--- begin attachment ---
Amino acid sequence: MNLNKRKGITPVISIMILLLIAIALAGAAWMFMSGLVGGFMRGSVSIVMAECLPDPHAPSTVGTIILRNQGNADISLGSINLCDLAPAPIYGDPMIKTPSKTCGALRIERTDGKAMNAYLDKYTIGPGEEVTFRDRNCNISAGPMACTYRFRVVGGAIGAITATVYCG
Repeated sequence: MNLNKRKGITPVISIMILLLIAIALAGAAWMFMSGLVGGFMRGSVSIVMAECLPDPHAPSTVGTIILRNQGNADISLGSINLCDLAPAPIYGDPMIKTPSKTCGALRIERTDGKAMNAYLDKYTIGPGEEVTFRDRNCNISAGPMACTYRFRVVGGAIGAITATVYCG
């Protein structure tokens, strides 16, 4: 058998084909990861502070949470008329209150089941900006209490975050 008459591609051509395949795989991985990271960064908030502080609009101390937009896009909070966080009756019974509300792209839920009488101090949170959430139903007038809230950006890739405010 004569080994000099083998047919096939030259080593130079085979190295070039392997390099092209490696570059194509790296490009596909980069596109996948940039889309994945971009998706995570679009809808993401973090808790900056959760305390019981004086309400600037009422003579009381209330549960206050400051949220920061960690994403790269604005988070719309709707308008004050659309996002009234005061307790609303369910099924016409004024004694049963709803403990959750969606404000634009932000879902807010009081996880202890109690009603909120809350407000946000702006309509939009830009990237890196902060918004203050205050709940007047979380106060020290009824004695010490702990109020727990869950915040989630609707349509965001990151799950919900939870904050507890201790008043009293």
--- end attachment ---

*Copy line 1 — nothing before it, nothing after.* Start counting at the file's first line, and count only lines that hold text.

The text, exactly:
Amino acid sequence: MNLNKRKGITPVISIMILLLIAIALAGAAWMFMSGLVGGFMRGSVSIVMAECLPDPHAPSTVGTIILRNQGNADISLGSINLCDLAPAPIYGDPMIKTPSKTCGALRIERTDGKAMNAYLDKYTIGPGEEVTFRDRNCNISAGPMACTYRFRVVGGAIGAITATVYCG